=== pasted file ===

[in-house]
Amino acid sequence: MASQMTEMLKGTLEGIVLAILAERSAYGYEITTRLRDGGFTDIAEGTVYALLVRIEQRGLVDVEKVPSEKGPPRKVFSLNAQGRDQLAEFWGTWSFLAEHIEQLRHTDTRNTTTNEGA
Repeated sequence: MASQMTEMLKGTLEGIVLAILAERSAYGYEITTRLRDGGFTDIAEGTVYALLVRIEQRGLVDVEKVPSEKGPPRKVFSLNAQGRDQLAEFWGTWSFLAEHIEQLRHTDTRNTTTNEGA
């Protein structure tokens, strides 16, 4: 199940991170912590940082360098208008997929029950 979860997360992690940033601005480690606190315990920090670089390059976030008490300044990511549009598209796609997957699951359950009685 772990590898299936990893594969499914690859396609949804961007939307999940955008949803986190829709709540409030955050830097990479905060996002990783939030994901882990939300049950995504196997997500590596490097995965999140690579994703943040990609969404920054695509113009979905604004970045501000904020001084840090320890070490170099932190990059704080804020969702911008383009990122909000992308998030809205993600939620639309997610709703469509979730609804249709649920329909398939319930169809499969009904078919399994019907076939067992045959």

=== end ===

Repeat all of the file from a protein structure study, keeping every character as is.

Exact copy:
[in-house]
Amino acid sequence: MASQMTEMLKGTLEGIVLAILAERSAYGYEITTRLRDGGFTDIAEGTVYALLVRIEQRGLVDVEKVPSEKGPPRKVFSLNAQGRDQLAEFWGTWSFLAEHIEQLRHTDTRNTTTNEGA
Repeated sequence: MASQMTEMLKGTLEGIVLAILAERSAYGYEITTRLRDGGFTDIAEGTVYALLVRIEQRGLVDVEKVPSEKGPPRKVFSLNAQGRDQLAEFWGTWSFLAEHIEQLRHTDTRNTTTNEGA
């Protein structure tokens, strides 16, 4: 199940991170912590940082360098208008997929029950 979860997360992690940033601005480690606190315990920090670089390059976030008490300044990511549009598209796609997957699951359950009685 772990590898299936990893594969499914690859396609949804961007939307999940955008949803986190829709709540409030955050830097990479905060996002990783939030994901882990939300049950995504196997997500590596490097995965999140690579994703943040990609969404920054695509113009979905604004970045501000904020001084840090320890070490170099932190990059704080804020969702911008383009990122909000992308998030809205993600939620639309997610709703469509979730609804249709649920329909398939319930169809499969009904078919399994019907076939067992045959």